By Sandy Casselman
AgriNews Staff Writer

OTTAWA – With little more than a month between the call for a federal election and the vote itself, the Canadian Federation of Agriculture (CFA), along with other industry advocates, is raising its collective voice and calling on Prime Minister Justin Trudeau, and his competitors to make agriculture part of their platform.

In an Aug. 16 press release, the CFA called on federal parties to prioritize agriculture in their plans for Canada’s economic recovery. It was noted that one of the main priorities is to increase funding for the Next Policy Framework (NPF), which according to “is a wide-ranging federal-provincial-territorial agreement that will replace the current five-year, $3 billion Canadian Agricultural Partnership that is set to expire in March 2023.”

The CFA is calling on parties to focus on helping farmers face current and future climate change issues, and to deal with infrastructure deficits in transportation, broadband access, and skills development. The CFA is further recommending that party platforms look at the following specific items: modernizing Canada’s post-secondary infrastructure for agricultural research, removing bottlenecks in transportation infrastructure, facilitating the smooth and efficient transfer of family farms, ensuring the Canadian Grain Act review results in funding comparable to competitor countries, and supporting regulations addressing on-farm activism that could endanger animals and farm families.

“A lack of rural connectivity is a prime example of a problem that can no longer be ignored, especially as we usher in a new generation of farmers who rely on the internet for their lifestyle and day-to-day business needs. Basic minimum standards need to be guaranteed that meet the needs of today and the future,” CFA president Mary Robinson said in the release. “Canadian agriculture has been repeatedly identified by the government and financial institutions as a sector that can achieve incredible growth. Yet consecutive governments have failed to provide any kind of increase in consistent funding to actually achieve this growth, failing to even keep up with inflations.”

The CFA is not the only one speaking out ahead of the Sept. 20 election. The Grain Growers of Canada (GGC) group has released a 10-page brochure, Driving Economic Recovery Through Canadian Agriculture, outlining what they believe should be included in the federal election platform priorities. The GGC brochure states that unlocking the potential for Canada’s grain industry to drive a “much-needed post-pandemic economic recovery” requires addressing issues in the following key areas: risk management, research and development, regulatory relief, modernize the Canada Grain Act and Canadian Grain Commission, trade, aggressively defending Canada’s exporters, and climate change.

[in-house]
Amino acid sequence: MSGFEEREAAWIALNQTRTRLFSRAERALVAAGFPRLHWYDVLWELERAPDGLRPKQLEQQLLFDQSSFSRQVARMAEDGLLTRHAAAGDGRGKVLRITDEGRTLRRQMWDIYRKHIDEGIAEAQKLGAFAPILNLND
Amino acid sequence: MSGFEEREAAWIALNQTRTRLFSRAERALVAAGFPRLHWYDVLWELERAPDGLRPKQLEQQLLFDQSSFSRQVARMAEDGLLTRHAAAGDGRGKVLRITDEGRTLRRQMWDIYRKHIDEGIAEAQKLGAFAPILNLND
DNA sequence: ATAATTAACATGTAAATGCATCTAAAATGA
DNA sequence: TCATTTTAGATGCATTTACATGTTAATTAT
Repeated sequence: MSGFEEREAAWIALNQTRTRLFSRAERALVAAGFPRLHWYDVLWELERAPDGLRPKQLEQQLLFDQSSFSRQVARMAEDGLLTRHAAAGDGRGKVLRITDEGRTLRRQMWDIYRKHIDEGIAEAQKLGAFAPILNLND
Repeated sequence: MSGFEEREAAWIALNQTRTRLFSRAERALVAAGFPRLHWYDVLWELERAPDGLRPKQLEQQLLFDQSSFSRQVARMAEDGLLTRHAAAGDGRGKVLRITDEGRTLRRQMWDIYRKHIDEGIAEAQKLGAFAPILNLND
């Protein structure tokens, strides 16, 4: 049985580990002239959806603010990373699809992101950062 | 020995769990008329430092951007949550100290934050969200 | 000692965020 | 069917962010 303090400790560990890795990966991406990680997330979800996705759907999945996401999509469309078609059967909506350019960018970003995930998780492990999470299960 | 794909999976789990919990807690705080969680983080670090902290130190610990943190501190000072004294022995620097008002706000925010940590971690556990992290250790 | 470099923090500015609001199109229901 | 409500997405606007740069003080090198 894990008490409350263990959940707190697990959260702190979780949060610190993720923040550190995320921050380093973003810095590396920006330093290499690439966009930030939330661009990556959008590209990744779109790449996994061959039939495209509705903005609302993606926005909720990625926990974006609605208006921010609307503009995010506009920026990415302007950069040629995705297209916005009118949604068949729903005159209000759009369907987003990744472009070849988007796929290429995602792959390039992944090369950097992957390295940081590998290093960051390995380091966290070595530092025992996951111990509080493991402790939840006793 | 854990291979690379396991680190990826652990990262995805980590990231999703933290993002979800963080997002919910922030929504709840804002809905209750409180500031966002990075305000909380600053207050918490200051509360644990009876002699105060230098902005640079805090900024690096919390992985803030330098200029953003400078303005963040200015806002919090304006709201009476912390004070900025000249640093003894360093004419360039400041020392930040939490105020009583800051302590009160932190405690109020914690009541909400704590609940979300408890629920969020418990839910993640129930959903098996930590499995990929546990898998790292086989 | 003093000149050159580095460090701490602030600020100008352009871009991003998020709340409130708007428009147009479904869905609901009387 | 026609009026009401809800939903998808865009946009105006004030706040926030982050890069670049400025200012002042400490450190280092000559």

Under risk management, GGC said the priority is to commit $300 million to ensure more effective risk management programs are available to farmers when they need it. Under research and development, the identified priority is to invest in agriculture research at a level matching two per cent of farm cash receipts. Under regulatory relief, GGC identifies modernizing regulations to make Canada a top five country for global regulatory competitiveness as a priority.

Other GGC priorities include modernizing the Canadian Grain Act to reduce costs, maintain protection, and return excess service fees to farmers, and protecting market access by working in-country with trading partners to prevent barriers from being erected, and aggressively defending Canada’s exporters when trading partners are offside with agreement to rules of trade and the spirit of free trade.

As for climate change, GGC is calling on the federal government to make farmers an integral part of Canada’s emission reduction and environmental stewardship approach. They’ve outlined a five-point plan, which includes making on-farm carbon sequestration a major plank in Canada’s climate change mitigation and adaptation strategy, recognizing that ongoing farmer contributions to carbon sequestration require ongoing payment for this public service, creating a range of flexible and rewarding offset protocols to incentivize farm practices to reduce emissions, investing in innovation that reduces emissions while enhancing productivity and economic return for the grower, and investing in land conservation through direct compensation for activities such as the removal of marginal land from production or protecting wetlands.

“Canada’s agricultural industry has the potential to create wealth and economic growth, while simultaneously leading our nation’s fight against climate change, if the proper actions are taken by government,” the GGC stated.

The country’s 44th federal election was called on Aug. 15. Canadians will place their votes on Sept. 20. Advance polling days include Sept. 10 to Sept. 13. For more election-related information, visit